Saturday, August 18, 2012

While riding today in Kaysville, UT, on the way back to Layton, where I'm staying for a few weeks for work, I was in the right lane of two going the same direction, four total, when a car got right behind me, slammed on its brakes, tailgated me, and then passed me within inches, even though the other lane in the same direction was completely empty.  Pretty generic story so far, right?

Then he turned, almost immediately after passing me, into the next parking lot.  Despite my dismay that his destination ranked higher in his mind than my life, I realized that I had the opportunity to have a conversation with him about the situation that he had just caused.  Note that I say "conversation," not "confrontation."  I was surprisingly not angry, I suppose because I'm so used to this situation and I wanted to take this opportunity to inform him of what had happened and try to figure out why it happened.

I approached him as he got out of his vehicle and told him that he had passed me extremely closely.  His response was that I needed to use the bike lane.  Then I said, "There was no bike lane there; that was just the road shoulder.  But regardless, you still need to pass me safely, leaving three feet between us."  The rest of the argument is similar and mostly a blur in my memory, but after I decided I'd wasted enough time on this stubborn jackass (of course I did not call him that to his face or even raise my voice), I said, "Please be more careful in the future.  My life's at stake here," which I think is a pretty rational request.  His response? "I will when you use the bike lane."  Apparently he hadn't heard a word I'd said in the last two minutes.  Then I took a picture of his license plate, asked if he knew the Kaysville Police Department's non-emergency number so that I could report a dangerous driver, and left.  Last I heard, the Davis County Sheriff's Office was sending an officer to try to make contact with the driver.  Hopefully he is successful and it scares this driver enough that he doesn't endanger another biker's life as "punishment" for not using the "bike lane."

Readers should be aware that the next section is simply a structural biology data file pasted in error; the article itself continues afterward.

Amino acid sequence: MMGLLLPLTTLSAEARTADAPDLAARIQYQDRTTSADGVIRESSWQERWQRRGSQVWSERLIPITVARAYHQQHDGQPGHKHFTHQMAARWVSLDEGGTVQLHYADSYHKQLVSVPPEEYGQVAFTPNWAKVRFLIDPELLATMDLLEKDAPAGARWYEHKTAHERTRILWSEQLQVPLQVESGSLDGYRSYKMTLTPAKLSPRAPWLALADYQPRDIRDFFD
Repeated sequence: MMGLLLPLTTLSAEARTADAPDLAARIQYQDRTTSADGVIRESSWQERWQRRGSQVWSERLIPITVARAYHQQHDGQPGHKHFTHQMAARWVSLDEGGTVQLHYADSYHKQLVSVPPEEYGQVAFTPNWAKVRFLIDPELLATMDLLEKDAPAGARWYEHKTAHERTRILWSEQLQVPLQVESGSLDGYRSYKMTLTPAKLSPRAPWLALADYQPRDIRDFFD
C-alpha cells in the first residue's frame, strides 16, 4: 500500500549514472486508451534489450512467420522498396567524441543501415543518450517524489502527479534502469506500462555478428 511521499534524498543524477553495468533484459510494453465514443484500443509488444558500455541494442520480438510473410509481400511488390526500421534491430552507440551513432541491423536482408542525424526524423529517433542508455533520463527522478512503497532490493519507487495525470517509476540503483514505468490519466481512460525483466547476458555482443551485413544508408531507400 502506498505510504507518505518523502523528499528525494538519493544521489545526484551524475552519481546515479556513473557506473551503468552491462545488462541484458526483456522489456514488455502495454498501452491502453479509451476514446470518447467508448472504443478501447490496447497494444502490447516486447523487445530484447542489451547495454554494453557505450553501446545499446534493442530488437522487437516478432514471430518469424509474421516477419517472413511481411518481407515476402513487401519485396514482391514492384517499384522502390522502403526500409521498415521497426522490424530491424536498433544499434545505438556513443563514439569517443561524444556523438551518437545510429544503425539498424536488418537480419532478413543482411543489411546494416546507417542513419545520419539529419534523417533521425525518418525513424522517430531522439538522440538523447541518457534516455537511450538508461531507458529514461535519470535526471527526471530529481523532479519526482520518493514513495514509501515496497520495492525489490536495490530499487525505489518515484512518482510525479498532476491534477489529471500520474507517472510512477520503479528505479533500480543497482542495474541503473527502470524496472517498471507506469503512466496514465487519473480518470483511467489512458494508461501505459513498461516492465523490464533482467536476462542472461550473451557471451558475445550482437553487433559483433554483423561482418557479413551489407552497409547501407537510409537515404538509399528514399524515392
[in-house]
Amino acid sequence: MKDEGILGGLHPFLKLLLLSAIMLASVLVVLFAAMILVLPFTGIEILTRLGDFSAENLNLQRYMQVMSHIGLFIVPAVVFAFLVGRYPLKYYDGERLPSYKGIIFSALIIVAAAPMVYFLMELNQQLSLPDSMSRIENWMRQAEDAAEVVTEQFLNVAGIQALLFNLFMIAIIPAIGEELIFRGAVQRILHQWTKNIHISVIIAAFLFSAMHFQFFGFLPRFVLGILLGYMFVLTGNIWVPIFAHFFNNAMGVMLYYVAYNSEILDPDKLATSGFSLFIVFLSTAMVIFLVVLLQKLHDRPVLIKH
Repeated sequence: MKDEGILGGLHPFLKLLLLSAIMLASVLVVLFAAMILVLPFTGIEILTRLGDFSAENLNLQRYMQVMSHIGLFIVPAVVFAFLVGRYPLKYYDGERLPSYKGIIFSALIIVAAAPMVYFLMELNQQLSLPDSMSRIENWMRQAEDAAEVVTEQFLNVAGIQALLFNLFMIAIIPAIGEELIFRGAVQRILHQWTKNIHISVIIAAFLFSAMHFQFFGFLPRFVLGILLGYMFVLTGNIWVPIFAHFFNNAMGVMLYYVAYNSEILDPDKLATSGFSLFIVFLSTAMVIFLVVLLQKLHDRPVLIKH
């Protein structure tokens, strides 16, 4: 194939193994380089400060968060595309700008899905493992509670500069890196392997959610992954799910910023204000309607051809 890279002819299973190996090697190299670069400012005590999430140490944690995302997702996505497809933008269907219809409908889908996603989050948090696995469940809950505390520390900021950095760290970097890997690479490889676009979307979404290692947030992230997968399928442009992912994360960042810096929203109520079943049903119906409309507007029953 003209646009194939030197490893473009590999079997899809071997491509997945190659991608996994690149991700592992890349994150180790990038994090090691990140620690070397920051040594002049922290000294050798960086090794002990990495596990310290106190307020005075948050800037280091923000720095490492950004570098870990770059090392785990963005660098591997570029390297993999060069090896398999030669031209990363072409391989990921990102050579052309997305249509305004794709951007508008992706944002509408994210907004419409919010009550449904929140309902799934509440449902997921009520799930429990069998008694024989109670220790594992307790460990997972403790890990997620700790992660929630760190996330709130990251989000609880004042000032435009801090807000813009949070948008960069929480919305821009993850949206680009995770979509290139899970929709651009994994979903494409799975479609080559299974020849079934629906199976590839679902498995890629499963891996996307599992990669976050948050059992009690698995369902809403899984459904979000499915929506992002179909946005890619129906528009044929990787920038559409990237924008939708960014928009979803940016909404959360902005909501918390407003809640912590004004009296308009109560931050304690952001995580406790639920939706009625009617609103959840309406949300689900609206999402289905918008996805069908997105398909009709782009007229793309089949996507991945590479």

Note: In Utah, as in Ohio, there is no requirement for bikes to use the bike lane.  They are allowed to use whichever lane is required by the conditions, staying as far right as practicable (which typically IS the bike lane, but not always).  Thus, even if it had been a bike lane instead of a shoulder, I would have been in more danger riding there because he very likely would have hit me as he turned in front of me across my lane and into the parking lot.

Friday, July 13, 2012

On July 4, 2012, I was riding on Wilson Road (4 lanes), less than half a mile from home, minding my own business, when a truck came upon me and honked its horn.  I motioned to the second lane to indicate that I would not be getting out of his way but that he was free to pass me any time he wished.  Then he went around me, ran me off the road with his trailer as he moved back over, brake-checked me, and got on the freeway to speed away.  Not the brightest thing to do in a marked vehicle.  Did I mention it was a tanker truck full of flammable fuel?  Nice, right?

Of course I filed a police report, and then I contacted the company that owned the truck.  They got back to me immediately and informed me that they had investigated, that the driver had been honest and confessed to his actions, and that they were prescribing some corrective actions against the driver.  He was put on unpaid leave for 3 days, and when he returns, he will spend a day in a defensive driving training course, where, among other things, he will learn about road rage and how to prevent it.  The situation on the 4th will also be broken down piece-by-piece so that he can learn from his mistakes and, hopefully, make better decisions next time.

I completely agree with this course of corrective action.  It is much more satisfying to have a small punishment like the short suspension followed by a learning experience than to have him fired or even charged in criminal court.  This day of training which he will attend may well prevent him from doing anything so stupid again, which could potentially take someone's life.

Tuesday, July 3, 2012